Dems vow to repeal parts of GOP tax law

Dems vow to repeal parts of GOP tax law
© Greg Nash

Democrats are vowing to undo parts of the GOP’s tax-code overhaul if they win back control of the House in November, hoping President TrumpDonald John TrumpTrump threatens ex-intel official's clearance, citing comments on CNN Protesters topple Confederate monument on UNC campus Man wanted for threatening to shoot Trump spotted in Maryland MORE’s first major domestic achievement will be a liability for the Republicans in the midterm elections.

The effort is reminiscent of the Republicans’ long-drawn campaign to hammer away at the Affordable Care Act and turn President Obama’s signature health-care expansion into a down-ballot albatross for the Democrats — an effort that helped the Republicans retake the House with sweeping election victories in 2010.

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“We should repeal it and I think we should offer an alternative tax plan, which is we’re going to provide the tax relief to the middle class and the working class,” said Rep. Ro KhannaRohit (Ro) KhannaFreedom Caucus ponders weakened future in minority Ocasio-Cortez tiptoes into Washington New Dem star to rattle DC establishment MORE (D-Calif.).

Democratic leaders are encouraging their troops to stage district-based tax-reform “teach-ins” designed to convince voters “what this tax scam means to families,” in the words of the direct appeal from House Minority Leader Nancy PelosiNancy Patricia D'Alesandro PelosiCárdenas starts legal defense fund for sex abuse lawsuit Booming economy, kept promises, making America great — again The Hill's Morning Report — Trump showcases ICE ahead of midterm elections MORE (D-Calif.).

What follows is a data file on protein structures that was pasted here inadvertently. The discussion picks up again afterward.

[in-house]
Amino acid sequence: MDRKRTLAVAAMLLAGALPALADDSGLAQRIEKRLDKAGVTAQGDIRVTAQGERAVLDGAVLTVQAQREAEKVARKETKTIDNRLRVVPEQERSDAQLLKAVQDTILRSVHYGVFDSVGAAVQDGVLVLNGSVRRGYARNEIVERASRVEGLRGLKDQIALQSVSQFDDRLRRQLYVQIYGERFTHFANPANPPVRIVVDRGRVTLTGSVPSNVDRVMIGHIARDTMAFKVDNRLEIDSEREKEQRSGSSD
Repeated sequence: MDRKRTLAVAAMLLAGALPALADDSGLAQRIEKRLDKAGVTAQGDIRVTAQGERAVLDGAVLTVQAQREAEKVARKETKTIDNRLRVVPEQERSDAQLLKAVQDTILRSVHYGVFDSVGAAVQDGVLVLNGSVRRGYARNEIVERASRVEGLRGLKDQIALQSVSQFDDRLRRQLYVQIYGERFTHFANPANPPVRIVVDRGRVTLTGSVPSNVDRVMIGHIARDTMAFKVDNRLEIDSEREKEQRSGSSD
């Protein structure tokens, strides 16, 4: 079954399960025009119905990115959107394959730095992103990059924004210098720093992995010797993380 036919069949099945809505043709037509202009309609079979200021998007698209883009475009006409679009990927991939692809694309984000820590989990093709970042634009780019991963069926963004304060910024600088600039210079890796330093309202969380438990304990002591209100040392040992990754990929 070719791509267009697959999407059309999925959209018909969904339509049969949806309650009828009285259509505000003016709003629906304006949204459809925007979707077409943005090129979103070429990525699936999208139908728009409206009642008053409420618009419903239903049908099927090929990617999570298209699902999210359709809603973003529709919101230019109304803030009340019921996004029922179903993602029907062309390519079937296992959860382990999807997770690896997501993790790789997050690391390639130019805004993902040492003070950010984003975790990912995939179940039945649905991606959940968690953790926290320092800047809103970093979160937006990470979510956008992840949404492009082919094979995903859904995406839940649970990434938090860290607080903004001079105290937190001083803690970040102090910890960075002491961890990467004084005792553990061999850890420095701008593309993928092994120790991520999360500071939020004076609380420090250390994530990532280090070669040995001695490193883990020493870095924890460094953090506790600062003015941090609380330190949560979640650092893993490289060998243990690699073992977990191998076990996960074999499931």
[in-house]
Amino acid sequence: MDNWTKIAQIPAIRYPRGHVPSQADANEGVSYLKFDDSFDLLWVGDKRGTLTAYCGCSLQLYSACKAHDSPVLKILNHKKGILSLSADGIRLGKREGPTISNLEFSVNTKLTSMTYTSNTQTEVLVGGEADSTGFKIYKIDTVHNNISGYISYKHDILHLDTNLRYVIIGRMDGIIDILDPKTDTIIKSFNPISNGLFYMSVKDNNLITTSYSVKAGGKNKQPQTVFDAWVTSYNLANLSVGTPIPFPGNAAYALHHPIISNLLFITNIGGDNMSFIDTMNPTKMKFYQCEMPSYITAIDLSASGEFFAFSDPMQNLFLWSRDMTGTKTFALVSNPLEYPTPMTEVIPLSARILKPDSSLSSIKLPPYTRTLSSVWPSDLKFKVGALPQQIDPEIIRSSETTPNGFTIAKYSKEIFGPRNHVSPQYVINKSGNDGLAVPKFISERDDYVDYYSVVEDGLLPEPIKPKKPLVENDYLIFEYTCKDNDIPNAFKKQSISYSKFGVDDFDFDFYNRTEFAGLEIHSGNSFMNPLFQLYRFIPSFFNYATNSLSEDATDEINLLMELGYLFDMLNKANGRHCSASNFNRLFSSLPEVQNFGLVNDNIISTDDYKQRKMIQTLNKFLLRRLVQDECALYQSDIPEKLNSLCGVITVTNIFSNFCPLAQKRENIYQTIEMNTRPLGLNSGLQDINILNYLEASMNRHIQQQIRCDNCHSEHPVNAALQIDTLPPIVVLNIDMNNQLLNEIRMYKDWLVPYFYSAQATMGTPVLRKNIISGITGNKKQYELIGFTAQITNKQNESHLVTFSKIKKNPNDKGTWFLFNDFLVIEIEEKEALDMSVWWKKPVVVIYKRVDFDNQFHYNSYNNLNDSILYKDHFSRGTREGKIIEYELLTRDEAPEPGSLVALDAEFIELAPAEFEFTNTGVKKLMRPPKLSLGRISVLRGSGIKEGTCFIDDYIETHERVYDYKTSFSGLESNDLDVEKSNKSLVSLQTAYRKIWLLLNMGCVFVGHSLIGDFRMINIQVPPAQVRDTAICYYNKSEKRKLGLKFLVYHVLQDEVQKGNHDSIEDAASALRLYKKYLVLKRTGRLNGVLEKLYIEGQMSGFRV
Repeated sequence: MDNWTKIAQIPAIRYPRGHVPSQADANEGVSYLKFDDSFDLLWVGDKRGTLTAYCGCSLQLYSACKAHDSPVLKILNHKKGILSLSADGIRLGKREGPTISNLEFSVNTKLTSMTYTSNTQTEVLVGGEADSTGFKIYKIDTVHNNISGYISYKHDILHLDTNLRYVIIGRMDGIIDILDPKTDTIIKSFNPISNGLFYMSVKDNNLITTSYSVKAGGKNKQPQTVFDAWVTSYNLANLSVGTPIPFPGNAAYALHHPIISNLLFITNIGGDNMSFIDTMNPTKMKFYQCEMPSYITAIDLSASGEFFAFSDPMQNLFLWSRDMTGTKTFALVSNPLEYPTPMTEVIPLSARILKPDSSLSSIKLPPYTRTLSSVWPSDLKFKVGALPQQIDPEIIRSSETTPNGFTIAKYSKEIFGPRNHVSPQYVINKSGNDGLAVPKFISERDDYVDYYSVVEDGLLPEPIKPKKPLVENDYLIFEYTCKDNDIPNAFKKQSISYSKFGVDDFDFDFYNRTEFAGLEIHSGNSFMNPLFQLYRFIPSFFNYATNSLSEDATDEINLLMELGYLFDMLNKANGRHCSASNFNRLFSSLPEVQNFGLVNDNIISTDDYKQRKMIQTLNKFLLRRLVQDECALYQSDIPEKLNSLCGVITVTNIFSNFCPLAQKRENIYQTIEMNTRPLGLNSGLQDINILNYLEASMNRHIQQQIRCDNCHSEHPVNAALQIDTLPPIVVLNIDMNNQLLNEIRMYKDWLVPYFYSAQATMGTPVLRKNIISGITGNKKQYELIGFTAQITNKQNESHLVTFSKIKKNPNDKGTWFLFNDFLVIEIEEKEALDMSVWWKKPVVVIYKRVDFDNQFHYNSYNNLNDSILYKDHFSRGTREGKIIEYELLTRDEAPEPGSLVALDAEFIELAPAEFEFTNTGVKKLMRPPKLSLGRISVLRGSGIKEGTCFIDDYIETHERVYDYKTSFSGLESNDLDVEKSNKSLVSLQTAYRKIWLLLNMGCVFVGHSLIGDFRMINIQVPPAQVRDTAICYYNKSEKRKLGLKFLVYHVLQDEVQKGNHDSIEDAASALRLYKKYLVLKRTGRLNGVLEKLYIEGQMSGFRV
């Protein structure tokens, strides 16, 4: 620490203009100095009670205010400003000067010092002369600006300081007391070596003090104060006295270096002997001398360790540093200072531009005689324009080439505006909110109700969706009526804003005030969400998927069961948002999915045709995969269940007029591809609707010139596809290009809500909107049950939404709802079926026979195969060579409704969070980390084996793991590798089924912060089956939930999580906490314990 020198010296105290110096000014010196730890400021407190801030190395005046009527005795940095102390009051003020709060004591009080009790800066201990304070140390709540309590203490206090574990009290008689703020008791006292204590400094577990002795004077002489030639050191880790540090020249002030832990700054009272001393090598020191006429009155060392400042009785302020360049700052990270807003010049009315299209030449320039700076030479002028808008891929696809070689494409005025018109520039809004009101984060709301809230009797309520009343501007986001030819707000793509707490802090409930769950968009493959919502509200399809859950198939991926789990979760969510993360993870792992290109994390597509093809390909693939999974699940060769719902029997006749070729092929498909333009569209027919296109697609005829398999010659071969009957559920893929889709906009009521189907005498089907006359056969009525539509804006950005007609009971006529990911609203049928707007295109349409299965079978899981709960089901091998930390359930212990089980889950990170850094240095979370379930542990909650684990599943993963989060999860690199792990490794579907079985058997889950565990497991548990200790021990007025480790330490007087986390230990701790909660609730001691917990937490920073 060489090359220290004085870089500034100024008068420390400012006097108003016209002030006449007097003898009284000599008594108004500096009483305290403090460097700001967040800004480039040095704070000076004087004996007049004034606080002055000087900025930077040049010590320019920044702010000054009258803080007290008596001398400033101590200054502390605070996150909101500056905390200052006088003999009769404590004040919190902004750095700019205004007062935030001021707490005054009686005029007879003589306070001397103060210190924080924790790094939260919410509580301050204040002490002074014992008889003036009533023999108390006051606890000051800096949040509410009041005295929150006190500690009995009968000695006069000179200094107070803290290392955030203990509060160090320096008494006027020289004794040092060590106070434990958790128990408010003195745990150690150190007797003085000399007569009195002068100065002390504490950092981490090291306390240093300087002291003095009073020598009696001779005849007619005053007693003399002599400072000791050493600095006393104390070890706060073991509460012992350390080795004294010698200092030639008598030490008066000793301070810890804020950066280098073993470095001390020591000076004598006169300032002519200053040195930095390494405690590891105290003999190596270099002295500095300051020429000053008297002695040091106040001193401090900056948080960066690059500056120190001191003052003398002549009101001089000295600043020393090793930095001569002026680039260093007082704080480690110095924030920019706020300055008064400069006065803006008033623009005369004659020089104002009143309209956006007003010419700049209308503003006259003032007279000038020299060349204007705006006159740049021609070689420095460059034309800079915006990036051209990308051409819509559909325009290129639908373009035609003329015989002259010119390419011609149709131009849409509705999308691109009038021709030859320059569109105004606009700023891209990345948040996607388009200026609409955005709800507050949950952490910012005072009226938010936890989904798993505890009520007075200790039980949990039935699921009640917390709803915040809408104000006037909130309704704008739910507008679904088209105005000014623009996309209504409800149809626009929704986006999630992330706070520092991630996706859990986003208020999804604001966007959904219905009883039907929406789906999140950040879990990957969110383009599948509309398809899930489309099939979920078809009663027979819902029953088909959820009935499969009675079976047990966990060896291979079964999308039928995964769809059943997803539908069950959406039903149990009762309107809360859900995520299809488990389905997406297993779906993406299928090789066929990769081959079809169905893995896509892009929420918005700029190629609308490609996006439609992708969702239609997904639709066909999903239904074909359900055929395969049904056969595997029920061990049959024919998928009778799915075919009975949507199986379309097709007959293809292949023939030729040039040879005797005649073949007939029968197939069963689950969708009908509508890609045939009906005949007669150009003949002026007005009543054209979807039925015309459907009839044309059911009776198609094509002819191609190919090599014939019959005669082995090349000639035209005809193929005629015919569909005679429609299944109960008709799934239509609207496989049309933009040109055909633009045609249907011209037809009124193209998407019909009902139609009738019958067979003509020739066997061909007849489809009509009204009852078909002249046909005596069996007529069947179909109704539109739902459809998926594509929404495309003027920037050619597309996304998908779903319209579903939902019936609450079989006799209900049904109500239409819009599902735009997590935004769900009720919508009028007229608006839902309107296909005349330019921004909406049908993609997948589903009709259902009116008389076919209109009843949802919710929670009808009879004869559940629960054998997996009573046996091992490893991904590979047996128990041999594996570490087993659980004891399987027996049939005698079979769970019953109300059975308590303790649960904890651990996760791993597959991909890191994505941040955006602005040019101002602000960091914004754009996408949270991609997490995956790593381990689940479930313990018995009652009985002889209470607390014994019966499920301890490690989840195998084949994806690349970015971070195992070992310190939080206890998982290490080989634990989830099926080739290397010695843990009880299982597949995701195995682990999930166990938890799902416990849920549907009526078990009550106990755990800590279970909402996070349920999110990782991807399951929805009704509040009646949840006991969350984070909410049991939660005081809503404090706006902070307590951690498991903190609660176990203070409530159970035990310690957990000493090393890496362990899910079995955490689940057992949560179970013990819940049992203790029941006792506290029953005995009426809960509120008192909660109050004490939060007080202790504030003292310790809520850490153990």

Republicans are ready to hammer Democrats for vowing to repeal much of the tax law, arguing their opponents would be foolish to run on a message of raising taxes.

“I would welcome Democrats running for election based on, ‘Let us slow down the American economy, raise taxes and make sure people’s paychecks are stagnant for another decade,’ ” House Ways and Means Committee Chairman Kevin BradyKevin Patrick BradyTreasury releases proposed rules on major part of Trump tax law Republicans happy to let Treasury pursue 0 billion tax cut Trump weighs big tax cut for rich: report MORE (R-Texas) told reporters earlier this week.

“That would be a terrible campaign theme for them to run on, but I welcome them to do it,” he said.

Republicans think the new law will ultimately be to their benefit, noting that polls show support growing. A Monmouth University poll found voters evenly split between approval and disapproval of the law, though it also found that more people expect to see their taxes go up than see their taxes go down.